Maisie's detecting skills are also questionable in this story. She's under cover and yet by the time she was in the college a week, I would have been surprised if most of the key characters didn't know it! Hush, hush was the word... and yet she didn't exactly know how to keep things on a confidential level. Her detecting tactics are quite obvious and I admit to being frustrated with them.
I liked some of the secondary characters, particularly Scotland Yard Detective Richard Stratton whose presence in the story was strongly felt even though he was not quite key. Is it me, or is there more chemistry between Stratton and Maisie than between Maisie and James? I was left wanting more of this character and less of James.
In summary I highly enjoyed the plot, the setting and atmosphere in this book, as well as some of the secondary characters. The main character remains the one average aspect of this series, and I find it interesting that I want to continue reading it despite that fact. It goes to show how important writing, plotting, setting, atmosphere and secondary characters can be to a story.
Series: Maisie Dobbs (Book #8)
Published: March 22, 2011
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Maisie Dobbs (Book 1)
Wednesday, April 20, 2011
Maisie Dobbs isn't just any young housemaid. Through her own natural intelligence—and the patronage of her benevolent employers—she works her way into college at Cambridge. When World War I breaks out, Maisie goes to the front as a nurse. It is there that she learns that coincidences are meaningful and the truth elusive. After the War, Maisie sets up on her own as a private investigator. But her very first assignment, seemingly an ordinary infidelity case, soon reveals a much deeper, darker web of secrets, which will force Maisie to revisit the horrors of the Great War and the love she left behind.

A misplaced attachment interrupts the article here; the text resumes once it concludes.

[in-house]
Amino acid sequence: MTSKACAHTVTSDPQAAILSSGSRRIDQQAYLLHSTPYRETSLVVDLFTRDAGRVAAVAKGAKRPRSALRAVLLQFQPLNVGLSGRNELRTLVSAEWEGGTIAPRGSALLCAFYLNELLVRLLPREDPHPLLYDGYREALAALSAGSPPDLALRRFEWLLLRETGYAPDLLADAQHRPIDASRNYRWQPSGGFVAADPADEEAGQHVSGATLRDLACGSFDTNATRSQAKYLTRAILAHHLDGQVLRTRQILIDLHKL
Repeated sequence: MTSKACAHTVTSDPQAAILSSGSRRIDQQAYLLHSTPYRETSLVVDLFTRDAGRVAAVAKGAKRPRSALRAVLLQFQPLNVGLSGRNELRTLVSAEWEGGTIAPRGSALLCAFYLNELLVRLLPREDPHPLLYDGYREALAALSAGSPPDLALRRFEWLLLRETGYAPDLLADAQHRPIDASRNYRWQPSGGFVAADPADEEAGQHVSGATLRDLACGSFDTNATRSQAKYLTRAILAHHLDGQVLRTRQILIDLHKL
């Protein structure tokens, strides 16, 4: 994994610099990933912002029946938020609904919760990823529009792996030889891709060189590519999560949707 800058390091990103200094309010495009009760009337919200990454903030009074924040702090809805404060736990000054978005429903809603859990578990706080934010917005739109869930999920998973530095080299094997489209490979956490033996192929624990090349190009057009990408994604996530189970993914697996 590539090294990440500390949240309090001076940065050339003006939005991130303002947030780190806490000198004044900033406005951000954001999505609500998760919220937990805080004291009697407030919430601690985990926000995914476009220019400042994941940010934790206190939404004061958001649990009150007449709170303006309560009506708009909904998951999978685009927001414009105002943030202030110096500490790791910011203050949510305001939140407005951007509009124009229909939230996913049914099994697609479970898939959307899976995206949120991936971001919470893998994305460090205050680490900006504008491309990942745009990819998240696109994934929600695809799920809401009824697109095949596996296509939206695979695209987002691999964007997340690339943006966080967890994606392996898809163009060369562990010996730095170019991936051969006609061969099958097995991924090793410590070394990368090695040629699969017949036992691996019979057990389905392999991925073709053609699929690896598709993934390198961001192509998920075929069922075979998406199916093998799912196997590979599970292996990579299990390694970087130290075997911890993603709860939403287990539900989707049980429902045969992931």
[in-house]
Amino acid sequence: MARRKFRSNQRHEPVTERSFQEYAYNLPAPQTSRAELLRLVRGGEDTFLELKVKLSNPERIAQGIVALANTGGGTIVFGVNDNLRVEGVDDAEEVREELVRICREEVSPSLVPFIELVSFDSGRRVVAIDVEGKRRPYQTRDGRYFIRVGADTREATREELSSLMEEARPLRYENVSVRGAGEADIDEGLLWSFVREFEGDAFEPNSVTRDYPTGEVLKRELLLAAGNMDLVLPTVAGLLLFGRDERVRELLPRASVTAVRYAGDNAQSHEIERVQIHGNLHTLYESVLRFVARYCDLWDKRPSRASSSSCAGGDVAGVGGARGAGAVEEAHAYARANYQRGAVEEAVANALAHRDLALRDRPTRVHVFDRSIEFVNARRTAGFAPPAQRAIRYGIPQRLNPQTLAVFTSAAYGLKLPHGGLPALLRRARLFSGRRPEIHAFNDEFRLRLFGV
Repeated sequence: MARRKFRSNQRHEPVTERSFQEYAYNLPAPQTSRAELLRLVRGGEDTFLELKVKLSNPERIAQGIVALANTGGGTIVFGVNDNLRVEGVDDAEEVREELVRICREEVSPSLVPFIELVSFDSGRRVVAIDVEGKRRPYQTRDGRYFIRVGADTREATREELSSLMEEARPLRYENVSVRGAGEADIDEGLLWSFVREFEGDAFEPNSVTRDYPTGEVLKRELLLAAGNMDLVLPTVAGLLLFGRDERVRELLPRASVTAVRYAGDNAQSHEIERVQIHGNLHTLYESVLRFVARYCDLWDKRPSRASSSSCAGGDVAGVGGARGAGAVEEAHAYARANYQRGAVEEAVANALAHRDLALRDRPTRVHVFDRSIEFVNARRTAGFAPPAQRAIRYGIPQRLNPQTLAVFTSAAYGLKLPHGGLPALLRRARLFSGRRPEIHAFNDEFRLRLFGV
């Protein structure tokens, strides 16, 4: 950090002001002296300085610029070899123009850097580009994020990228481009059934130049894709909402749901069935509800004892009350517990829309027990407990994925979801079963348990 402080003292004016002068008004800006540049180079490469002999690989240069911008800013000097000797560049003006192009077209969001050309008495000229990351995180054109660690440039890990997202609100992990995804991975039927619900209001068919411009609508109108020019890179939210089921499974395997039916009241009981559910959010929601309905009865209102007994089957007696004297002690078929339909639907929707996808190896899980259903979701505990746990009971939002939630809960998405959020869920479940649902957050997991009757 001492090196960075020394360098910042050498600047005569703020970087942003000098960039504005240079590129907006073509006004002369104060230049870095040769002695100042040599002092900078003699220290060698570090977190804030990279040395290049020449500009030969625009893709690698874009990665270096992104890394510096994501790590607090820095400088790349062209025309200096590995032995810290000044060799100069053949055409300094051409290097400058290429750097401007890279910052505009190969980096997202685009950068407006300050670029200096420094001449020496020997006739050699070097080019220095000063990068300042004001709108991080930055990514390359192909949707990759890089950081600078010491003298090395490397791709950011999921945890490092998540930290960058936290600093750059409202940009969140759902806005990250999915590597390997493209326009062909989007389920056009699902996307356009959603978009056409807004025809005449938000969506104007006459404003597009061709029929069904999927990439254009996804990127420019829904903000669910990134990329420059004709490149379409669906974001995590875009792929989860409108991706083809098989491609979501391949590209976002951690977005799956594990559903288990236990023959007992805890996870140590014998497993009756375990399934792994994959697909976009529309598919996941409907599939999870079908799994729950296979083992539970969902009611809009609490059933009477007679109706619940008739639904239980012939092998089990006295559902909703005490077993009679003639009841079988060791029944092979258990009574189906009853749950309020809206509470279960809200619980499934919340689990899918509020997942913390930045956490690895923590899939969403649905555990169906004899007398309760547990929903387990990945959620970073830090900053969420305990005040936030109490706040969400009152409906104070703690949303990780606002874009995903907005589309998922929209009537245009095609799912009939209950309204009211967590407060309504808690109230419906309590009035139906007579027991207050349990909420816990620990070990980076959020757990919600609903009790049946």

"I'm really taken with how the plight of English soldiers, during and after WWI, is depicted in this mystery novel. I'm loving the details, and the characters so far. Just went backward in time to Maisie's childhood and I'm surprised that I'm enjoying that part of it as much as her "present" time."Those were my first impressions of Maisie Dobbs, Book 1, after having read the first part of the book. Frankly, I was taken with the historical fiction aspect of these mystery novels. Jacqueline Winspear makes much of those small WWI historical details in post-war London that give this novel a unique atmosphere. The characters that populate the novel have all been affected in one way or another by the war, and even ten years later are dealing with its effects.